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#### Improving traction on grades for selected engines

Saul Klibanow 020117 ·
I have a steep grade that ends in a 72" curve on one section of my layout. Some of my motive power navigates the grade well but two engines stall when pulling any reasonably sized train. The two engines are both MTH premiers and one is a 2-8-2 and the other a 4-6-2. It seems to me that if a little extra weight were added, particularly over the drivers that this might solve it. Has anyone else had this problem and what might be the best way to add weight. Comments and ideas are welcomed. Thanks
Topic

Finally, a solution to the bumpy ride over grade crossings. Why hasn't anyone thought of this before.....LOL https://youtu.be/x3MZNsQ2iyg

#### Re: Grade on train layout

rrman ·
Interesting as I never considered grades, in light of running my magna traction engines up and down those Lionel elevated piers with ease. Anyone know approximate grade? When I first saw this topic title, I was gonna reply (ala Christmas Story Miss Shields): A+A+A+A+A+A+A+ Sorry long Iowa winter nights....

#### Re: Grade on train layout

Moonman ·
The #110 sets are 22 pieces, yes? The A piece is 4 3/4". 11 to get there, one at each track joint. A straight run of O would be 11 x 10" or 110". Rise/run x 100% = 4.75/110 = .043 x 100% = 4.3% Curves are longer in length than a straight, (O31 is ~ 11.14"), therefore a curved approach to a shorter straight run would reduce it slightly. Larger diameter curves even more.

rrman ·
Thanks Moonman!

#### Re: Grade on train layout

Ron045 ·
You can actually cheat a little bit. Don't think of one track going up or down. Where my train departs for an upper level, I have that track going up and the other track going down at the same time. That way the run to get the required height is not as great. One track goes up 4 inches and one track goes down 4 inches, now I have 8 inches of clearance for the train to go to a tunnel below the upper level. This run is 21 feet to go from level to an 8" clearance. But that is really only 4...

#### Re: Grade on train layout

Serenska ·
Here's a lovely photo showing that 1-2% grades aren't necessarily the rule in the realm of 1:1 subways: This is a NYC Subway A train crossing a bridge near JFK airport. Steven J. Serenska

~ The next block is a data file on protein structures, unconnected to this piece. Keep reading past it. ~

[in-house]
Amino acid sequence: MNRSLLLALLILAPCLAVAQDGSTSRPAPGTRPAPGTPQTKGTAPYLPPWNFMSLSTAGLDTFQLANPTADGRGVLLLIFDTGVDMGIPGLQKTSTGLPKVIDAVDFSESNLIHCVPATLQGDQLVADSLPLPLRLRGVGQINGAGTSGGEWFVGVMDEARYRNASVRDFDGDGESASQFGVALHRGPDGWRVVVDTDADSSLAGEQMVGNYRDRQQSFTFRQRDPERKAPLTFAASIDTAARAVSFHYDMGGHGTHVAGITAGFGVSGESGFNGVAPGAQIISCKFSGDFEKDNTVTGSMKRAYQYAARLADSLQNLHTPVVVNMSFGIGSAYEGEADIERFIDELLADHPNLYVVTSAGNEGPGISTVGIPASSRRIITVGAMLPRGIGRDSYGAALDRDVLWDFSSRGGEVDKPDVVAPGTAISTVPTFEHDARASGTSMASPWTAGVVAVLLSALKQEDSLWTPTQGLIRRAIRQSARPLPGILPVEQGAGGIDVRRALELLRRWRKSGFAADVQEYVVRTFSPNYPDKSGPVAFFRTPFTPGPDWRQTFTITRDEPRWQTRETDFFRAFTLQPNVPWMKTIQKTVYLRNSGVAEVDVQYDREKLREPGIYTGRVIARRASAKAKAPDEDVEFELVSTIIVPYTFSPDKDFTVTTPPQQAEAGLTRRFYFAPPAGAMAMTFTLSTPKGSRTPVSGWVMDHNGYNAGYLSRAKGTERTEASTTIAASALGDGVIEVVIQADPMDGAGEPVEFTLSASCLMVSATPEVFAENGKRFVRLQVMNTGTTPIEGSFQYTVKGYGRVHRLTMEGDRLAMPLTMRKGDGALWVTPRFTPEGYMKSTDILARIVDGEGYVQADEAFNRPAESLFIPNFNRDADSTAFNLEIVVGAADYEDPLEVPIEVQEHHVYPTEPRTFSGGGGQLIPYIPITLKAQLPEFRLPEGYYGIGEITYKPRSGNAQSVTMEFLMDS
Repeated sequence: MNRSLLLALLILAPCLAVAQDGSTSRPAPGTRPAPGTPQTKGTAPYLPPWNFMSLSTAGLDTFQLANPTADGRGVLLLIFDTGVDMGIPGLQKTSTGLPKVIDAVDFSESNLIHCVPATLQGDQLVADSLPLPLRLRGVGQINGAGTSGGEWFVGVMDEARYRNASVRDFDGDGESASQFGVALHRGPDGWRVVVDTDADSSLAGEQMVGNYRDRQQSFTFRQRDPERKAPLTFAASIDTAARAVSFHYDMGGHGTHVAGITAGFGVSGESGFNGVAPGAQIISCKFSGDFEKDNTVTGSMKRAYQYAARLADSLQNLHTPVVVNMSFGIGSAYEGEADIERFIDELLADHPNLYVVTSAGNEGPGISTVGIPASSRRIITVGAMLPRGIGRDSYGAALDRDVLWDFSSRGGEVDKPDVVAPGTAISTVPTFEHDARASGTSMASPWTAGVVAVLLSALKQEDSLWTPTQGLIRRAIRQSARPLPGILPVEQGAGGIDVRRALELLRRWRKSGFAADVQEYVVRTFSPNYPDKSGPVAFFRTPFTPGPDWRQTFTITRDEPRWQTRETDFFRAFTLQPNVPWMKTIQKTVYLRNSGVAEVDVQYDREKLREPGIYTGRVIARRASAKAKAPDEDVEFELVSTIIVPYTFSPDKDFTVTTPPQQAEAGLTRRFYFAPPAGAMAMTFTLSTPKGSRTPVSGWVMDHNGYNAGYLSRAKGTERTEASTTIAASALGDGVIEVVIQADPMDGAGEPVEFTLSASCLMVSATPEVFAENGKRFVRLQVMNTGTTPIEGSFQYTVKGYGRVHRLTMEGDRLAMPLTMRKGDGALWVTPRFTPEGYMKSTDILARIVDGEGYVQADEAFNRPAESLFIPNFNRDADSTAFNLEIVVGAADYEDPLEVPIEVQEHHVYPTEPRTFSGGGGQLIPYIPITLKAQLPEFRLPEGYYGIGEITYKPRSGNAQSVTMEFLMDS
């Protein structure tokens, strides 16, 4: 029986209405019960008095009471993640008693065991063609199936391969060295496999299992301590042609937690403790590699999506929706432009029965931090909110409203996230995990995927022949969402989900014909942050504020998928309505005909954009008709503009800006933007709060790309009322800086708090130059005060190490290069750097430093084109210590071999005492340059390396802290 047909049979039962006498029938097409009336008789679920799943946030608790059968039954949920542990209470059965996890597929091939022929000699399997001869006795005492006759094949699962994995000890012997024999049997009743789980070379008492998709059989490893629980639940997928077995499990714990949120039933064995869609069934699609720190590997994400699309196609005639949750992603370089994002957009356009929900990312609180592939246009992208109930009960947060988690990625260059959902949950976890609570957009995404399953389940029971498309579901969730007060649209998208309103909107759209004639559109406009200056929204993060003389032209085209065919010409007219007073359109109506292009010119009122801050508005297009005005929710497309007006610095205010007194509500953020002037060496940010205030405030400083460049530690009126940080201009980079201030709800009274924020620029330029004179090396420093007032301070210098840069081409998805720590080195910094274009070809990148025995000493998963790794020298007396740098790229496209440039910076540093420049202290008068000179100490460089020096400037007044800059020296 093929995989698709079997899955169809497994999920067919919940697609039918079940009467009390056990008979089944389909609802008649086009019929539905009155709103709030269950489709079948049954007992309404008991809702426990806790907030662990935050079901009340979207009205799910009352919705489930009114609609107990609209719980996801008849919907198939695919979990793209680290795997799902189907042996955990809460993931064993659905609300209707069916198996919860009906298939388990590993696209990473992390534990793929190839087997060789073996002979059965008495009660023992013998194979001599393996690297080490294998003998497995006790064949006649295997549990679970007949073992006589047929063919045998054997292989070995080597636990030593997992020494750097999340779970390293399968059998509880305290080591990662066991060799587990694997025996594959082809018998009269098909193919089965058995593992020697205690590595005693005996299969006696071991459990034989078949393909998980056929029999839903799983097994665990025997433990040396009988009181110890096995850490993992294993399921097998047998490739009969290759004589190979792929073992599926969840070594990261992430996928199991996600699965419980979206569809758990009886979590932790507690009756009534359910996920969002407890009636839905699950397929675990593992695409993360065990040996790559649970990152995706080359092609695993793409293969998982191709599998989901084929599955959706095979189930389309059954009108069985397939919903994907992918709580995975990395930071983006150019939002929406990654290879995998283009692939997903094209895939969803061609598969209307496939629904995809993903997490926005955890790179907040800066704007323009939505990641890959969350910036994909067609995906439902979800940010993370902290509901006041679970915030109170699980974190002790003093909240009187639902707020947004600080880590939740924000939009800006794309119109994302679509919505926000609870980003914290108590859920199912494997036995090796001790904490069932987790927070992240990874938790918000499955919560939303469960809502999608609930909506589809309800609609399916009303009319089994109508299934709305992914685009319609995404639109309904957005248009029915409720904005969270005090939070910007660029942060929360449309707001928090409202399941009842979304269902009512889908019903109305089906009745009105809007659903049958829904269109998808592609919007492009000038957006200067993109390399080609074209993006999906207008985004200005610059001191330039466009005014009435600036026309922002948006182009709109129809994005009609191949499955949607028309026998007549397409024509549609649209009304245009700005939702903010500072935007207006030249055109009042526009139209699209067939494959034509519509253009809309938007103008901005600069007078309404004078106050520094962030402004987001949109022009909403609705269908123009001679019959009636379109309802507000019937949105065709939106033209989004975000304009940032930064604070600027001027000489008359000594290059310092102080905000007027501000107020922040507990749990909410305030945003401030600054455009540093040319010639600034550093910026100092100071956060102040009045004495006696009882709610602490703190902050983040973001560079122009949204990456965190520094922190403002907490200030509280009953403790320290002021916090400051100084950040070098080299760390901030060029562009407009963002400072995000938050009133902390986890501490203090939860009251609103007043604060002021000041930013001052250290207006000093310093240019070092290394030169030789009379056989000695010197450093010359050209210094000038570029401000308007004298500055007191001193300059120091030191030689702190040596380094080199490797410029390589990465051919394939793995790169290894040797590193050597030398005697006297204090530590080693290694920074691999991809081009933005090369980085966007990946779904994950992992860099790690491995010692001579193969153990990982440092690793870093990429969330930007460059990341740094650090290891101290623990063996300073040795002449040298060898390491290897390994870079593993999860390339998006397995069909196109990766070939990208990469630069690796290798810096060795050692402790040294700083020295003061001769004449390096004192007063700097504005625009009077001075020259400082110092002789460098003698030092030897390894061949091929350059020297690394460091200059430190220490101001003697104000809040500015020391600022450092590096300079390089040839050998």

#### Re: Grade on train layout

rrman ·
Of course, most/all those cars have motors under them, so every car is helping to push the train up the grade, or retarding on the down grade, unlike freights and passengers trains being pulled at one end and maybe shoved at other end.

#### Re: Grade on train layout

BobbyD ·
Nice solution. Love those houses!

#### Re: Grade on train layout

CAPPilot ·
Ron, I've tried this technique using my RR-Track software and it works well. However, this now has two tracks not level and I wind up losing some other feature I want more. Comes down to priorities. Still working on my final design as I complete phase 1, so I may still use this technique.

rustyrail o scale ·
Excellent use of materials and a job very well done!

mike g. ·
Thanks Mo, I will be keeping this post to come back to! You rock Man!

Mayor Magoo ·
Mo, excellent work. And thanks for the tip on using plexiglass on the outer rails before applying the joint compound. I've been holding off doing my crossings as I wasn't sure how to do the rails, so I'll give your technique a try.

RSJB18 ·
Very nice Mo. As I said in your OP I used the same spray paint for my roads and was happy with the results too. Bob

Avanti ·
Great work. I love those Rustoleum textured paints. "Desert Bisque" is my go-to paint for simulating concrete -- just a dusting over various shades of gray.

Ed Walsh ·
How did you manage to paint such nice lines on the textured surface. I would assume you masked it but would have thought there would have been some bleed thru because of the texture. The lines are perfect. Thanks, Ed

Mo985 ·
Ed, I did the lines by hand. At first I tried artist crayons, but the texture left bare spots, and I didn’t like the look. So then I went over it with normal acrylic paint using a small brush, then the paint marker for the white. I did lay a ruler down to keep the lines straight, but no tape. I just picked up a paint marker in the yellow for the middle lines, so the long sections should be easier. -Mo

luvindemtrains ·
Thanks for the detailed explanation. This is great!

Ed Walsh ·
Mo, Thanks for the detailed how-to. I am going to borrow your idea to do mine. I have been procrastinating on this for a long time because of the lines. Thanks Ed

Mo985 ·
Ed, you're welcome! The yellow is chose is called "cadmium yellow - medium hue". It's more on the orange side, which I think makes it look pretty darn close to the actual color of the lines on the road. Post some pics of your progress!

laz1957 ·
Very nice, MO!!!! Looks outstanding. One question, when you put down the joint compound did you use the fiberglass mesh used for doing corners on drywall? Or was the compound just put in between the tracks? Was there any cracking after it dried?

BAMBAMMorris ·
Very nice job. Gave me some great ideas.

Mo985 ·
Laz, I just used the joint compound. I did get some cracking as it dried, however, I went over the surfaces again, and let that dry. After the second coat, and sanding, no issues!

Richard Leray 012918 ·
Very cool Mo. I to am using scrap wood for my roads. I used scrap flooring pieces for in between the rails as it was the right thickness. You gave me a great idea on how to finish them. Thanks.

GVDobler ·
Very good work. Most crossings look like you would bottom out trying to drive over them. As the FasTrack grade crossing. Yours are very natural looking.

Richard Leray 012918 ·
Thanks. It took a little bit of thinking on how I was going to do it with out making it dip. I am in the middle of renovating my house. My wife took down the lumber scraps to burn in our furnace. So I was down stairs to stoke the fire and seen the small pieces laying on the floor. I looked at them and thought this will make a good start to my roads. I now have to figure out how to cover it up to look natural. I will have to shave some more off so the top will not be to high. I will have to...